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Old Film Script

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Like a fool, I asked, ‘What film was that then?’

Mary stiffened in the high-backed chair and sucked in enough air to fill a balloon. A carer overheard me, looked over and grinned. I knew then that it was going to be a lengthy revelation.

‘Well,’ she began, ‘I can’t remember the name of it, dear. It was about this man, that actor. You know, the one that married Liz Taylor. You know, that bloke with the deep sexy voice. Welsh feller was in Cleopatra. Him in the Roman tunic with the legs. What’s his name? Anyway, he keeps making rotten things happen, disasters like.’

‘It starts with him just staring out of his flat window. He’s watching a plane coming in to land in London, and he’s making it fall out of the sky with his mind. Then somebody behind him smashes his skull to stop him. But the plane crashes anyway. He doesn’t die though. He ends up in the hospital in a coma. Richard Burton, yeah, that’s him, dear. Richard Burton, that’s his name. I wouldn’t kick him out of my bed. Have you heard him read poetry? Sends shivers down your back, I tell you.’

‘Well, in the film he’s in hospital, but they show you his life from when he was a kid at school. That’s when he found out he had the power to make things happen. He made a teacher kill himself. Right creepy it was. Just like that kid in The Omen.

‘Because he kept creating disasters, he went to see a psychiatrist. That was the actress Lee Renwick. What? Yes dear, Lee Remick. Don’t make me lose my thread. Wow, those blue eyes, what I’d give to have those. Her cheeks are a bit puffy, but I’d put up with that for those eyes. So, where was I? Oh yeah, Richard Burton goes to see her and tells her he has this power to make disasters happen. But she tries to convince him it’s all in his mind, delusional. I think that’s what they call it. Bit like my sister Florrie’s old man. He thinks he’s God’s gift to women. Sorry, I’m waffling again, ain’t I? Well, he carries on causing mayhem, and after a while, she starts to believe he has this power.

‘There’s a French detective on some sort of foreign exchange with Scotland Yard. He’s investigating who tried to kill Richard Burton, and even though the doctor says he really should be dead, he ends up staying alive, still trying to make something else happen. Don’t you just love Frenchmen? I meanCharles Aznavour and that Sacha Distel. I could listen to them all day. They don’t make them like that anymore, do they? You have to wait until the end to find out who smashed his head in.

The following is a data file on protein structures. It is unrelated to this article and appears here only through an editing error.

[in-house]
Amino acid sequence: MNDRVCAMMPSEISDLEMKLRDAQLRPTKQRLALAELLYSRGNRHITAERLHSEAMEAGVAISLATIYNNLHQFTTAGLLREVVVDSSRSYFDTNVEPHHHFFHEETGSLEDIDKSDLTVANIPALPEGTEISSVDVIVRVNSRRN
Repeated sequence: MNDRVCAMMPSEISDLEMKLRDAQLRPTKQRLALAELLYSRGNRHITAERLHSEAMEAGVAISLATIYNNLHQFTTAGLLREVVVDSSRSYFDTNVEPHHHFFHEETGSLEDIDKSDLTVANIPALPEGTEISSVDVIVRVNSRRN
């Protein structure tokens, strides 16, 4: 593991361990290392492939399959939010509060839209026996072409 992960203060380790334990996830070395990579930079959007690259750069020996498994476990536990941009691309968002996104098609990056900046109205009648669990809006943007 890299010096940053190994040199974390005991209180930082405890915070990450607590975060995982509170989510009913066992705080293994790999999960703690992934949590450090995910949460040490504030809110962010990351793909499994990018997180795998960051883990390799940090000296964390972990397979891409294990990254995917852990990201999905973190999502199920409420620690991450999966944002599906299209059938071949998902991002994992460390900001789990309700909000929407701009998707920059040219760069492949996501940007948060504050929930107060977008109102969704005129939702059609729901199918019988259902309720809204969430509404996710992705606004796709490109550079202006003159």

‘By the way, the doctor was that Scottish actor who was in The Professionals. He was that butler in Upstairs Downstairs. You know who I mean? I’m useless with names. Posh voice though, and reminds me of our Maths teacher Mr. Sharp. He was Irish, but had that same sort of voice you could listen to for hours. Mind you, he had a stern side to him as well, just like this doctor.

‘Anyway, while he’s in hospital, Lee Remick reads some of his notes in his flat. Sorry, I didn’t tell you he was a writer, did I. You know, books. That sort of writer. Yes, author dear. Now let me finish. She works out from something he had written that he was going to make York Minster fall to the ground. That’s like a sort of cathedral. Well, I suppose it is a cathedral. I’m not religious, but I do like walking around those places. Not that one though, because bits of it kept falling off.  They were raising money to get it sorted, and the Queen was going to visit. I think it was to celebrate getting enough money to rebuild the damaged part. Yeah, that’s it. She was going to a service there, but Lee Remick reckoned that Richard Burton was going to make the building collapse on them all.

‘She convinces the detective to stop the event, and he tries, but nobody takes any notice. He ends up starting a bomb scare. He stops the Queen’s car, but the cathedral collapses on everyone inside. You see all the columns and the roof crushing their bodies. You don’t see any blood though. It’s not a new film, otherwise they’d show you their heads all mangled and bloodied. I mean, it’s sick. There’s no need for it. I know it’s only make-up, but you get so into the story you forget it ain’t real. It turns my stomach over when I see that sort of thing.

‘But that’s not the end of it. The detective rushes to the hospital, and Richard Burton is still in a coma, with bandages covering his head. You can just see his eyes though, and they’re open. That’s when the detective pulls out all the wires and tubes, keeping him alive. The monitor stops doing those annoying beeps and goes to one long beep. Then it gets creepy, because you think he’s dead, but his fingers move like he wants to write something. So they put a pen in his hand and lay a pad on his bed, and he writes Windscale on it. That’s a nuclear power station, and that’s where the film ends.

‘I don’t mind telling you; I felt really unnerved after watching it. I know it’s only a film, but the acting is so clever, it gets you believing it’s something that could actually happen. Glad they didn’t bring the grandkids yesterday. It put me in such a bad mood. Frightening ain’t the word for it, dear. You simply must watch it. By the way, I didn’t tell you, did I? It was Lee Remick who smashed his head in.’


Image by Michael Gaida from Pixabay

Dan Keeble (UK)

Dan Keeble hails from the furthest point East in the UK and has enjoyed many successes with online and print publications of poetry, short stories, humour, and more serious articles. He has appeared in Fiction on the Web, Everyday Fiction, Turnpike Magazine, Scribble, Flash Fiction Magazine, Agape Review, and many others.

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